Garden Aloes

Aloe succotrina

Also Known As: Table Mountain Aloe, Fynbos Aloe

Category: Small to Medium Clumping Aloes

USDA Hardiness Zones: 9b - 11


A handsome, densely clustering aloe with blue green thin leaves that can develop a short trunk but is mostly seen as stemless to 3 to 4 feet tall and spreading slowly outward.


Aloe succotrina is an attractive succulent shrub up to 5 feet (1.5 m) tall. The South African native has 2 foot wide dense rosettes that hold many up-curved 18 inch long by 2 to 3 inch wide leaves. Solitary to sometimes suckering stemless to short-stemmed aloe with blue green thin leaves. It can develop a short trunk but is mostly seen as stemless. They have firm, triangular, white teeth along their margins, which become smaller towards the leaf base. Solitary specimens of the Fynbos Aloe do occur, but this aloe is usually found in small to large, dense clumps. Plants are stemless when young, but branching in older specimens and are covered with the remains of older dried leaves. The purple color of the old leaves is one of the characteristics of Aloe succotrina that helps to distinguish it between similar looking species. Colonies of Aloe succotrina eventually form impenetrable groups. The leaves are fairly fragile and though soft and slightly bendable, break easily. Cut or broken leaves of Aloe succotrina bleed a dark purple and are very staining to clothing.


During winter it produces a tall flower with an attractive terminal raceme of red tubular flowers. It is particularly striking when it flowers. Flowers look somewhat like Aloe arborescens flowers. The flower spike is unbranched and grows up to 1 m high. The dark orange-red, simple, tubular flowers have green tips and are up to 40 mm long and appear in mid-winter. They are erect at first, but hang down once they have opened. The fruits ripen in spring, releasing small black seeds.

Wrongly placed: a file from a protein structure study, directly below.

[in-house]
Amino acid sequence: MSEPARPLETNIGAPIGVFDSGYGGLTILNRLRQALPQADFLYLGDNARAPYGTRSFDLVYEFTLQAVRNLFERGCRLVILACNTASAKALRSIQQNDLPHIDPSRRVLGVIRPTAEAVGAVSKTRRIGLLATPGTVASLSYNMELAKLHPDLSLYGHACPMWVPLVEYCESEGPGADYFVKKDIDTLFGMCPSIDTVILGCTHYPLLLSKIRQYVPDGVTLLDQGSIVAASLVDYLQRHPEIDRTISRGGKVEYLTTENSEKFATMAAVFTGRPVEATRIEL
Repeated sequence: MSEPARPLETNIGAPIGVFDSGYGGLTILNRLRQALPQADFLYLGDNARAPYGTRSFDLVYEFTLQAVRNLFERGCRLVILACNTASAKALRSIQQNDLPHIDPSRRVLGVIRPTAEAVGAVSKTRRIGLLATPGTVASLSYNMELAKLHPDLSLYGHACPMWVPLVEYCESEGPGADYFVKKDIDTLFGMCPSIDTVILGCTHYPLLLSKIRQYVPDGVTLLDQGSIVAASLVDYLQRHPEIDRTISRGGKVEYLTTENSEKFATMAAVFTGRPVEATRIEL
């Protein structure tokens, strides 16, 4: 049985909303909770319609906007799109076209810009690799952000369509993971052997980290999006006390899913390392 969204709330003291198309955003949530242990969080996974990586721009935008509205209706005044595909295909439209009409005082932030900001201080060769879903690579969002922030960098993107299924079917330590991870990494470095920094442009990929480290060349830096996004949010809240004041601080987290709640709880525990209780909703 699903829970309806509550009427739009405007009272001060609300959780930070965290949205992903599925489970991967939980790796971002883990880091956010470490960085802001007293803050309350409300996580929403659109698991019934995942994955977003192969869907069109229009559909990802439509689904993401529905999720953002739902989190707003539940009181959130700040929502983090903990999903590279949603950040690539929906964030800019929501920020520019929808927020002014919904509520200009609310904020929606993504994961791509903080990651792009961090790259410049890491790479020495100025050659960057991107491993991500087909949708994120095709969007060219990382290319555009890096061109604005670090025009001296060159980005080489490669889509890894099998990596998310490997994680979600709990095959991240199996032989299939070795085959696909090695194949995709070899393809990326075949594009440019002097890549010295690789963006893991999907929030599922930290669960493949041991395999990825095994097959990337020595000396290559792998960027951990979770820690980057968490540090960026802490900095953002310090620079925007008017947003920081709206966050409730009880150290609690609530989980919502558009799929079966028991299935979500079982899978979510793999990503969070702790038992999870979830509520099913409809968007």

Origin / History

Growing high up on the cliff faces and rocky outcrops in the mountains of the Western Cape, this is one of only a few fynbos aloes. Aloe succotrina is a true fynbos species and always occurs on quartzitic, sandstone rocks and cliffs of the Cape Fold Mountains, in the extreme southwestern Cape. They grow on sheer cliff faces, hills and rock faces and are restricted to the Cape Peninsula, Hangklip and Hermanus areas. In a number of localities, plants are found to grow amongst and between sandstone boulders. The plants grow from sea level to an altitude of 900 m. It receives winter rainfall and hot dry summers. Aloe succotrina has had a very confused history. Early botanical workers assumed that the plant had originated from the Indian Ocean Island of Socotra, which is the largest of several islands, extending eastwards from the Horn of Africa. Succotrina was thought to be the adjectival form of Socotra. For many years the origin of this plant remained a mystery. It is, however, a Cape plant and in 1906, a precise locality at the Cape was recorded.

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Care / Cultivation

Plant Aloe succotrina in full sun to light shade in a well-drained soil and irrigate very little as it is particularly well adapted to our California winter rainfall mediterranean climate with very little to no summer irrigation. Space should be provided for maturity, as it eventually grows into a large and dense cluster. This plant does not do well in the summer rainfall region or in rich soils. It is tolerant of near seaside conditions. In pots use a course potting mix. Requires very little maintenance. Divide plants when they become too congested, this should reduce stress on the plants and reduce problems with pests and disease. It is an easy plant that usually does not give many problems in cultivation. During the winter months, the plants should be grown cool to initiate flower development (about 5-10°C )

Frost Tenderness

Plants have proven cold hardy to 20 F at the Ruth Bancroft Garden in Walnut Creek (see Brian Kemble's List of Cold Hardy Aloes) but if flowering at that time, flowers are damaged.

Use in the Garden

Aloe succotrina can easily be grown as an ornamental plant in Mediterranean climate gardens, rockeries, and in containers. This aloe is a very nice showy midsize aloe for the garden that is attractive both in and out of bloom and it grows well in containers too. It is cultivated for medicinal purposes in various parts of the world.

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Learn More

The information on this page about Aloe succotrina has been gathered and summarized from the sources below. Visit these pages to learn more.

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